ZAM cruises into the final "stress test" beta phase of the Need for Speed World racing MMO to preview the early gameplay features
Scheduled for release on July 27, Need for Speed World (NFSW) is an ambitious racing-sim MMO developed by EA Black Box and published by Electronic Arts, based on the company's popular Need for Speed video game franchise. It's not the first to join the ranks of "massively multiplayer online racing games," or MMORGs as they're referred to in the MMO industry. The Trackmania series and Test Drive Unlimited are both successful titles in the MMORG arena, published across multiple platforms, from Windows to the PlayStation Portable.
Earlier this month EA hosted an open beta test for players, which ended last week. On July 13 and 14, the developers briefly revived the open beta for a final stress test and gave participants about $20 worth of "SpeedBoost" (the free-to-play MMO's version of RMT currency) to mess around with. We at ZAM thought this would be the perfect time to jump in-game and provide readers with an early preview of the MMORG's beta gameplay. In our first look at Need for Speed World, we cruise around the streets and find some familiar MMO staples and "level up" after winning a handful of solo and multiplayer races. We also get a little frisky with the police; it turns out that barreling through roadblocks and ramming cop cars off the road is just as much fun as it sounds.
[Note: You can click the images below to view the high-res, uncropped versions.]
After creating their first driver profile in Need for Speed World, players can choose among a small assortment of "Tier 1" vehicles to purchase as their first car; the options might seem a little limited at first, but a much wider variety opens up later in the game. Thankfully, NFSW follows the theme of the Need for Speed series by using real makes and models. Out of the $35,000 in virtual cash we began with, ZAM bought a nifty Toyota Corolla GT-S for $20,000 to begin with.
There are two main types of currency in NFSW; players mostly earn regular ol' money from completing objectives and races, while "SpeedBoost" represents a more valuable currency that drives the MMO's free-to-play, micro-transaction revenue model. Players can use both forms of currency on most items, power-ups and cars, although the SpeedBoost currency obviously holds more weight, as in many free-to-play MMOs. Items sold exclusively for SpeedBoost seem to be geared toward convenience and enhancement, at least from our initial impressions during the beta.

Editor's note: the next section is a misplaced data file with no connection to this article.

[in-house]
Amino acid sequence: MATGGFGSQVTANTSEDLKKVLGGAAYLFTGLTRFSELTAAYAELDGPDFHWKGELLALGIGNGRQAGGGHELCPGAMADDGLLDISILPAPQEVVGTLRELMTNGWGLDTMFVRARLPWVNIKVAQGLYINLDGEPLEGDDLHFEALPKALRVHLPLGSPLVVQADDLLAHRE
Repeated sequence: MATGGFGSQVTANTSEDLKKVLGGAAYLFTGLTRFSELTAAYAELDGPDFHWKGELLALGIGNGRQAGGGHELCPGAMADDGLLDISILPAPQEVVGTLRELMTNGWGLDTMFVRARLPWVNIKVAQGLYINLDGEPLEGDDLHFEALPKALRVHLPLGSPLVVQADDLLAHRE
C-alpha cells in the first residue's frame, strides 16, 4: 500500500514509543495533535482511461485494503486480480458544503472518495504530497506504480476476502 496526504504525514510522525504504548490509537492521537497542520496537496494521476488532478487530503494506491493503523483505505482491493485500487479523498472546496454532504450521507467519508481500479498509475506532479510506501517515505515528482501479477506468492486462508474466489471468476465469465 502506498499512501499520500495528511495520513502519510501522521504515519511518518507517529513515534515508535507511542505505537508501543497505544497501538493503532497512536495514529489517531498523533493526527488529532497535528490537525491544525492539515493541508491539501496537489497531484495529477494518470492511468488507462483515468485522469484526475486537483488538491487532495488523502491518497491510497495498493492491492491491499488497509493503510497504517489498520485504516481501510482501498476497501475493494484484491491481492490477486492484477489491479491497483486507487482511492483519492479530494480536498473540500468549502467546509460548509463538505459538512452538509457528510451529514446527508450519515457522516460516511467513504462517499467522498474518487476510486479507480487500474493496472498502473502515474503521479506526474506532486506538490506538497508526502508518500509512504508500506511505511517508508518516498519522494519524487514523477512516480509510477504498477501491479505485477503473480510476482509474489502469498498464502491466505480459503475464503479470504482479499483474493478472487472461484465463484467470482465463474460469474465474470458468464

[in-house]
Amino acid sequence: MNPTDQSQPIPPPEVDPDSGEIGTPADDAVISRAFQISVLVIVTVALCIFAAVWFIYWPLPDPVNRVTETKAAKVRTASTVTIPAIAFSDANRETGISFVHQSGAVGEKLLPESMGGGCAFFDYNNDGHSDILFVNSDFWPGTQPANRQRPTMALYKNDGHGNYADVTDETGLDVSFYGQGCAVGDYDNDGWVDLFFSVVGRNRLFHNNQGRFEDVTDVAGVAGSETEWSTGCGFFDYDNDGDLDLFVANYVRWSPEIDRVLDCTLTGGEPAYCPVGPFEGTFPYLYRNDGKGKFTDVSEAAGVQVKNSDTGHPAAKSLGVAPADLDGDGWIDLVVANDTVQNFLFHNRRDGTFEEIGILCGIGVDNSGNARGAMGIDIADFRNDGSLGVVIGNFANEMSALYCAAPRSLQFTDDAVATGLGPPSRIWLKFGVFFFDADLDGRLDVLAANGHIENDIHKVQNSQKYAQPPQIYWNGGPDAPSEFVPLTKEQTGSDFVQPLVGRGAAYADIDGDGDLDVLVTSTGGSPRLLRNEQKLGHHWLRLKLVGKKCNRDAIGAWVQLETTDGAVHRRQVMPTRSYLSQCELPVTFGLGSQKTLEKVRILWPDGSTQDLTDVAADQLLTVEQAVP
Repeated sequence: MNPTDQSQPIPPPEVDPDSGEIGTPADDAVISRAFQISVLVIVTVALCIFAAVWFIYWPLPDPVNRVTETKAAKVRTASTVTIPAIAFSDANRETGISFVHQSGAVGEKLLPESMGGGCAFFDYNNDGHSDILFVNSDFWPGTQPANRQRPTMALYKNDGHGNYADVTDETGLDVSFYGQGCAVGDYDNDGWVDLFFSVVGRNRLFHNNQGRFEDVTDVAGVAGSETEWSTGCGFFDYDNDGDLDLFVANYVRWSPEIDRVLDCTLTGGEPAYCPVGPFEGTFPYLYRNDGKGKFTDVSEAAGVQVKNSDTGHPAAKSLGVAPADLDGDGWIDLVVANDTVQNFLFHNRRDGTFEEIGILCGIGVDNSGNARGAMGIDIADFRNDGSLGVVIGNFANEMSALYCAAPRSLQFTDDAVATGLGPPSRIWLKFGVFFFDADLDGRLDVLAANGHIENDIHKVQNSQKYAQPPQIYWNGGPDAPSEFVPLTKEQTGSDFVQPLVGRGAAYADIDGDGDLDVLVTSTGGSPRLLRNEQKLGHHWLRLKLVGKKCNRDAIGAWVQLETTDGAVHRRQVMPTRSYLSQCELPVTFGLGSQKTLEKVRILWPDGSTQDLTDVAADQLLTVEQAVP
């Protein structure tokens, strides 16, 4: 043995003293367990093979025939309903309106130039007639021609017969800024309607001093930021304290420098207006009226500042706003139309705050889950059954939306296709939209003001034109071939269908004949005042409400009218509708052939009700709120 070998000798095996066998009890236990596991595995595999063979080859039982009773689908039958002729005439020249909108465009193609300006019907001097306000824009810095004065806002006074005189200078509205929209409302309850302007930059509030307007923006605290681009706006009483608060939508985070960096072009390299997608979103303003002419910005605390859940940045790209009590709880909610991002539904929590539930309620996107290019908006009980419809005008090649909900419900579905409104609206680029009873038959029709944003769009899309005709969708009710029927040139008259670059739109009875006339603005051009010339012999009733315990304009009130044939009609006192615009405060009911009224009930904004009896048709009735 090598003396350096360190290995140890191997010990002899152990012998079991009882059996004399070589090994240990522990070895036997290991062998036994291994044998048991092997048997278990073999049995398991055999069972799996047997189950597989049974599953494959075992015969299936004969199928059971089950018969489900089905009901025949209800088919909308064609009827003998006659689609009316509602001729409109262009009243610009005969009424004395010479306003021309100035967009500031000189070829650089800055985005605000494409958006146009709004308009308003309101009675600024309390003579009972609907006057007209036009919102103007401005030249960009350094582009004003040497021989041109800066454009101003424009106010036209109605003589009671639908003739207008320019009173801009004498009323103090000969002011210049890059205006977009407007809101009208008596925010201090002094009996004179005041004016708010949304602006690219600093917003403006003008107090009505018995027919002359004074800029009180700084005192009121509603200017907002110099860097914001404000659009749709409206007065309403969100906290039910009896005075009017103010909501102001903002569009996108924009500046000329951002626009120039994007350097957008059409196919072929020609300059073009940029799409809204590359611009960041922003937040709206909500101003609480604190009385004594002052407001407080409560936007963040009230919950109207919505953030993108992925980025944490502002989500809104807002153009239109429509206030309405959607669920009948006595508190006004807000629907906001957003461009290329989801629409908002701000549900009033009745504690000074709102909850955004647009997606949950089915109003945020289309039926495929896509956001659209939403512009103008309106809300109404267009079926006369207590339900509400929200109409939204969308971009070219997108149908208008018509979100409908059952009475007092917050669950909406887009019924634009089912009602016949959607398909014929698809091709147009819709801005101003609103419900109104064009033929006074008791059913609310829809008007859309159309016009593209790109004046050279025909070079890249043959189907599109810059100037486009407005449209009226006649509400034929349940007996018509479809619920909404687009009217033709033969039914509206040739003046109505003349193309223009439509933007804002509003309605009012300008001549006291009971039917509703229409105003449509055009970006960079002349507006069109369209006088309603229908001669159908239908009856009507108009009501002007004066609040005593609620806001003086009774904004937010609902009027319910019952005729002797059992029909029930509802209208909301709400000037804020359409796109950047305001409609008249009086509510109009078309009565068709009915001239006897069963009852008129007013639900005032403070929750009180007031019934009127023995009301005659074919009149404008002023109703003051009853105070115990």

Players aren't given many customization options from the get-go, which is unusual for an MMO. A player's "driver" isn't represented by an in-game avatar; they're basically just profiles that save your game data. You won't get to customize your car very much until later in the game, either. Players begin with the option of choosing between several paint schemes; as they progress through levels and tiers, they do have the ability to buy custom body kits for their cars, which also enhance performance. Players can also decorate their cars with an assortment of vinyl prints, from muscle-themed designs to pure Fast and the Furious gaudiness.
To get a sampling of the gameplay modes available during the beta, we rolled out of the garage with our plain-black Corolla GT-S and drove around the persistent-world streets, populated with real player cars, NPC cars and plenty of cops cruising in police-edition Dodge Chargers. Players begin in Palmont, the city from Need for Speed Carbon. The city of Rockport from Need for Speed: Most Wanted is also in the game, and all areas feature a day-to-night cycle.
The controls are dead-simple for an MMO, yet many players—especially hardcore racing-sim fans—will appreciate the support for external gamepad controllers. Players who opt to use the keyboard use either the familiar [WASD] setup, or the arrow keys. Use [Space] to handbrake and number keys  to  to initiate various power-up abilities.
The tutorial explains how to initiate your first race; just pull up to one of the blue-colored glowing beacons and a menu pops up, inviting you to join a multiplayer, grouped or single player race. There are two types of races in the beta; "sprints" and "circuits." A sprint is a quick race with just one lap, while circuits feature multiple laps. More racing modes may be on the way, either at launch or in future patches.
- Ryan Bohmann, President